Turnips were carved into the shape of human skulls with a candle placed inside to try and trick the spirits that required human sacrifice into believing that it had already been done. (Not until it reached N. America did the celebration use pumpkins.)

    Soon people realized that they could take advantage of this fear and bully people into giving them food and money in exchange for leaving them alone. Did they believe their neighbors were ghouls? It's hard to say, maybe.

    Now, why would I want my children to participate in something that came from such terror? Why should I participate in something that was begotten in such evil?

    We work with people who come from animist/shamanic backgrounds in the hill tribes in S. East Asia. The level of fear that governs these peoples lives is astounding. They are ruled, bound, and controlled by it. It negatively affects all aspects of their lives. When God redeems them it is a wonderful thing.

    That said, I have no problem with participating with my community on this night. Just as we teach our brothers and sisters in the tribes that their presence at village festivals can be redemptive because Christ is in them, I believe that we can be redemptive in Halloween. We can open our homes, invite out neighbors in to stay a while, serve them with games, refreshments, give freely and joyfully what was once taken through fear and intimidation, and love in a way that is opposite to fear.

    It's messy, you have to be willing to engage in people's real lives to do it. But it can be done.

    I have been toying with the idea of using light as a decorating theme some year, and see how far I can take it.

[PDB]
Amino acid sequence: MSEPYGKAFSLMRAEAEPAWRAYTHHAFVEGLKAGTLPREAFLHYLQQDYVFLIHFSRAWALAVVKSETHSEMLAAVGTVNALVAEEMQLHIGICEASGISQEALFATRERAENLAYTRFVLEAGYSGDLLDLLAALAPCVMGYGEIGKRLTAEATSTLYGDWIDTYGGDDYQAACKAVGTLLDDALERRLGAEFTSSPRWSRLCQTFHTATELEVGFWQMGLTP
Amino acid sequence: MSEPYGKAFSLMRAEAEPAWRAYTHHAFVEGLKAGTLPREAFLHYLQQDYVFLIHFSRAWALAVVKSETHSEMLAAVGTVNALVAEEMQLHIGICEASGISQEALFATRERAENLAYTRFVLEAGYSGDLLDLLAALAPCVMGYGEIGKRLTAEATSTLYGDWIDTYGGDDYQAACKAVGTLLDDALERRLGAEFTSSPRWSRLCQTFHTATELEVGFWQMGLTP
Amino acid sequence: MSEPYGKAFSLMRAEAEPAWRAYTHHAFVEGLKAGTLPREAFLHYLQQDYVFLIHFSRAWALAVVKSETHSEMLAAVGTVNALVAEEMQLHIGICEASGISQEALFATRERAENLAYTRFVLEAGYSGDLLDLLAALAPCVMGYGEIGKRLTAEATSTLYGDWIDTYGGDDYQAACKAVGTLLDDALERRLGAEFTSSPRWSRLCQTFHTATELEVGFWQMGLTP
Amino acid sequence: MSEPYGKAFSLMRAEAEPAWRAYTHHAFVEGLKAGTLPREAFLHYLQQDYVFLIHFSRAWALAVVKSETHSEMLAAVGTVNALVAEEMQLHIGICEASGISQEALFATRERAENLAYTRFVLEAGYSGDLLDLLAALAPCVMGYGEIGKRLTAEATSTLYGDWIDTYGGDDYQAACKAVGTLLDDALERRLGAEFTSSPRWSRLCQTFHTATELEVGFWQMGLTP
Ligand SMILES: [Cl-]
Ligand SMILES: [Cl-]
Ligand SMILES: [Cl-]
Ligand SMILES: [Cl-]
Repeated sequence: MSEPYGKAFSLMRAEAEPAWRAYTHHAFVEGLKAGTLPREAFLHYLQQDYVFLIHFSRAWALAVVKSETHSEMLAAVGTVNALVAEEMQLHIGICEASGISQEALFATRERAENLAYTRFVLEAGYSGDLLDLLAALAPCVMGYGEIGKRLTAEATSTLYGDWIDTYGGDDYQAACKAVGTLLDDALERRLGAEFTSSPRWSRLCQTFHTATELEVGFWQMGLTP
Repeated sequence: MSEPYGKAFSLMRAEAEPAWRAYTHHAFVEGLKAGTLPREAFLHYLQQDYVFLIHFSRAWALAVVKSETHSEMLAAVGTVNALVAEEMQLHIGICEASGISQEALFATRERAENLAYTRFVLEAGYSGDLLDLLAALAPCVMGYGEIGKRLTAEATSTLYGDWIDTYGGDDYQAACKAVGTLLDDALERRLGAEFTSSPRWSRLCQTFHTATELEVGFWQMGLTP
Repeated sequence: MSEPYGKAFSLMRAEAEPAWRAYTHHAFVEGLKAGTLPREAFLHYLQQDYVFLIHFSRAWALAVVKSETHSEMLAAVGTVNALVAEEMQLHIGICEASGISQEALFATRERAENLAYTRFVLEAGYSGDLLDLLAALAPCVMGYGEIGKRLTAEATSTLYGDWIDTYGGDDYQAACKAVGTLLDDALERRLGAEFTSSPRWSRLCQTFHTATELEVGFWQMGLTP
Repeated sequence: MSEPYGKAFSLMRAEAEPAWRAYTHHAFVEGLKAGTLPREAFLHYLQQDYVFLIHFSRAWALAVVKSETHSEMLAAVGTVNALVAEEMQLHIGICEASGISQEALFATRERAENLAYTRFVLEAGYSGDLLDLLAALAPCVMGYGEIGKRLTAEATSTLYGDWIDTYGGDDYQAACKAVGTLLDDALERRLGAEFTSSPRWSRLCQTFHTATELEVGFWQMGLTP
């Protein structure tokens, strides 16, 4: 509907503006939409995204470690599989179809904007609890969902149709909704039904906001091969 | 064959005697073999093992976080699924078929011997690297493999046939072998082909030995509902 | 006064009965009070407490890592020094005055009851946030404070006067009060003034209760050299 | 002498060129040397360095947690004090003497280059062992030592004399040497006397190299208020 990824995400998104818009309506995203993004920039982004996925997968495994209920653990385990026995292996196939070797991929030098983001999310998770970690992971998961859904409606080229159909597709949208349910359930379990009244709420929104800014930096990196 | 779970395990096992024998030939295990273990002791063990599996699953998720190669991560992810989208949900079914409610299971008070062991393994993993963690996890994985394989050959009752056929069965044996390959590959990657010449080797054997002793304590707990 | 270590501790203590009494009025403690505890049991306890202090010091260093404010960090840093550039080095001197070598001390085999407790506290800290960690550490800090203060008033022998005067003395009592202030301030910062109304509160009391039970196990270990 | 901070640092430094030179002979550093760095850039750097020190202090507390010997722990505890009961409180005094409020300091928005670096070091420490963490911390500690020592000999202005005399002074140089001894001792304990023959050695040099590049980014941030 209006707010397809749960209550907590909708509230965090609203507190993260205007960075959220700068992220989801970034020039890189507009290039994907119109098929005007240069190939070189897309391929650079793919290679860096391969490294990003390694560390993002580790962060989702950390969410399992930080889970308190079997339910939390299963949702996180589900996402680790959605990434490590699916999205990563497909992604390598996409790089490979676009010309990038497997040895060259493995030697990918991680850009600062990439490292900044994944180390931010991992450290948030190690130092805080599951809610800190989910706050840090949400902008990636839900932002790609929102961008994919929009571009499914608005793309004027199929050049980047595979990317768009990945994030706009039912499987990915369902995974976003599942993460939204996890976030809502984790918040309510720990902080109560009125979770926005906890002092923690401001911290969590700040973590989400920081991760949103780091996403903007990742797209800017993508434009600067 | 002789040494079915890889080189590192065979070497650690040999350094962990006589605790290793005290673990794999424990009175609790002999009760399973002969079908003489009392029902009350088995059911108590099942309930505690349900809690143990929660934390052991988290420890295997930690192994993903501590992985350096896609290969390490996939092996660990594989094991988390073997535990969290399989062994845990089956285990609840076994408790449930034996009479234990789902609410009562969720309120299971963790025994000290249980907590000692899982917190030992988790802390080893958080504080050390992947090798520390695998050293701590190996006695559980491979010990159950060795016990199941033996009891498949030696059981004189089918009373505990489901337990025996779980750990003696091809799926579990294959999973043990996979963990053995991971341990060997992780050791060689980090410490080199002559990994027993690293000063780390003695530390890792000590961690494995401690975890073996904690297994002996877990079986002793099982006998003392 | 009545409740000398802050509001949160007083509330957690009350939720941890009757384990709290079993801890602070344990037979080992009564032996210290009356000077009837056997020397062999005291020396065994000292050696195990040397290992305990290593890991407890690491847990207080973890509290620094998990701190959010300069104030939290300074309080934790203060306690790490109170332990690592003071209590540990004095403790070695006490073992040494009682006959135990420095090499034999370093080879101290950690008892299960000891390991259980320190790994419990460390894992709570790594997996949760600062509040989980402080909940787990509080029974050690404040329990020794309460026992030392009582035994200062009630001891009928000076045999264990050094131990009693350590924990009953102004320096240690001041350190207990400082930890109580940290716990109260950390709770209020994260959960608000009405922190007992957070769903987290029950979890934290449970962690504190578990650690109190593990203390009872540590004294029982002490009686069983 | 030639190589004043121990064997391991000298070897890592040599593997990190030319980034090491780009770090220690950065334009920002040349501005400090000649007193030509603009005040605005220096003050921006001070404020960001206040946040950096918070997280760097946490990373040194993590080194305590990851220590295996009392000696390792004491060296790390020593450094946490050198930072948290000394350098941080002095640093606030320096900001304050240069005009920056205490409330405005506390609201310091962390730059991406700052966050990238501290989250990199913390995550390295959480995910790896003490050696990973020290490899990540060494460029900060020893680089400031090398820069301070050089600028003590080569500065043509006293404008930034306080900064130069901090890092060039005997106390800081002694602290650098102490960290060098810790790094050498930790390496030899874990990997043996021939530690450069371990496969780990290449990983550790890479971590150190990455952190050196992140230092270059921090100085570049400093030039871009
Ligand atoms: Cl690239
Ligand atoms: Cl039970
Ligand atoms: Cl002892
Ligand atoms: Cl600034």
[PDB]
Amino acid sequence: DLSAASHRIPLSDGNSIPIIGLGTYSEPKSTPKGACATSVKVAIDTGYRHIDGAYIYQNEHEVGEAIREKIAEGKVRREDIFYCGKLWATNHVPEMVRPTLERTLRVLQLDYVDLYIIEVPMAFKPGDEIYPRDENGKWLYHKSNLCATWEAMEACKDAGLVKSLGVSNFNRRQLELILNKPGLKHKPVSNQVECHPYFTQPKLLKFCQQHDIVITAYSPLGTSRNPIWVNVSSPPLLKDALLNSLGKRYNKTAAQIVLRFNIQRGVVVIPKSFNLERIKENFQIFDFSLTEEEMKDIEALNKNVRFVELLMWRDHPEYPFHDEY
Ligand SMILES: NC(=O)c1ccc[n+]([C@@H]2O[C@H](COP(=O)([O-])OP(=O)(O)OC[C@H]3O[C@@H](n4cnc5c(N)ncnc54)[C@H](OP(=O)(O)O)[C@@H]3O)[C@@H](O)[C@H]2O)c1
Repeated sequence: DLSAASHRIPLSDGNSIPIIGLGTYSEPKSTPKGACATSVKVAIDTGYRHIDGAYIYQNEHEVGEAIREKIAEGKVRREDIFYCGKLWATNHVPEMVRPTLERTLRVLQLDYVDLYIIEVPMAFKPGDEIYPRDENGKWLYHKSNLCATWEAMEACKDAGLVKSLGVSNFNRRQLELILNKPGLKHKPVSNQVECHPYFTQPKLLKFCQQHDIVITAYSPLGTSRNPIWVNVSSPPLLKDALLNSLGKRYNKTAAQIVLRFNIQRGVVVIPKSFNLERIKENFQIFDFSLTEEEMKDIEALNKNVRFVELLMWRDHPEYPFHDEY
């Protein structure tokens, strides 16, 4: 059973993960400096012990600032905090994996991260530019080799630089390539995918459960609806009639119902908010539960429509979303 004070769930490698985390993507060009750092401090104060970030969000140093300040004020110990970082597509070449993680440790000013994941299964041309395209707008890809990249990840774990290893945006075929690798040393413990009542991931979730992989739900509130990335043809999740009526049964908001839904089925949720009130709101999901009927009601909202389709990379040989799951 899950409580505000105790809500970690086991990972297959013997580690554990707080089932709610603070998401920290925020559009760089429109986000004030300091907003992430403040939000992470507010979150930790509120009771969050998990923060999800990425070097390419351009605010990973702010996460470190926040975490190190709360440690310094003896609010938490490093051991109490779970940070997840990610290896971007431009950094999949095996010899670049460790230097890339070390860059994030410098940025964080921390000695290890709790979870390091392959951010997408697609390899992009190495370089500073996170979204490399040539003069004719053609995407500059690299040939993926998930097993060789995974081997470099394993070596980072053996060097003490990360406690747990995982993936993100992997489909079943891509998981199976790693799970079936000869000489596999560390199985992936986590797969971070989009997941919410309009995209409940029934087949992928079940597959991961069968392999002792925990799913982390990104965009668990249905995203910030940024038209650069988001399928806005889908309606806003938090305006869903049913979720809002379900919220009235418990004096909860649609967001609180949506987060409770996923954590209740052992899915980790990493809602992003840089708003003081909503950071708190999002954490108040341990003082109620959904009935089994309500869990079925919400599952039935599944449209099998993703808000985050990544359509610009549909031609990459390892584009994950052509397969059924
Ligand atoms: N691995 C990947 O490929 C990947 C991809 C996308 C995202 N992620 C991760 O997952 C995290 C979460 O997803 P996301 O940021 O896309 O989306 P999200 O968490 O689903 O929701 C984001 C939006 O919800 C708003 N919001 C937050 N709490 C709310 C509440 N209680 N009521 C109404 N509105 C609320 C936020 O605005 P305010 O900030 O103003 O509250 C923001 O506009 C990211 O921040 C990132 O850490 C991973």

My kids get to dress up all the time anyway, we have costume parties at random times, they get plenty of treats in their lives. They occasionally buy the idea that they are missing out on something cool, but usually they just answer, "We don't celebrate Halloween or go Trick or Treating, we just dress up for fun."

    We have talked, a lot, about the very things I have written here. I think they understand.

    Anyway, those are my thoughts on the subject.

  36. Z says:

    I grew up not celebrating any holidays or birthdays. I hated it. I didn't really care about most of them except Christmas and birthdays. Those 2 hurt the most.
    Now, I know we're not to just do stuff just because everybody else is doing, blah blah blah. However, I think my life as a child was even more dreary with no special occasions to look forward to. Maybe if they had done something else in its place it would have been better.

    Today as a mom of 2 kids, we celebrate Christmas, Thanksgiving, birthdays, and sometimes Halloween (other minor days too if we feel like it). I'm lazy AND more introverted than you, so the first time my daughter went trick or treating with her daddy was when she was 6 years old. I certainly don't feel obligated to celebrate any and every holiday, and some years we don't. She didn't complain or notice before last year, and she probably wouldn't have last year either if we had skipped it. I think if you don't make a big deal out of it, it won't matter if you don't want to go.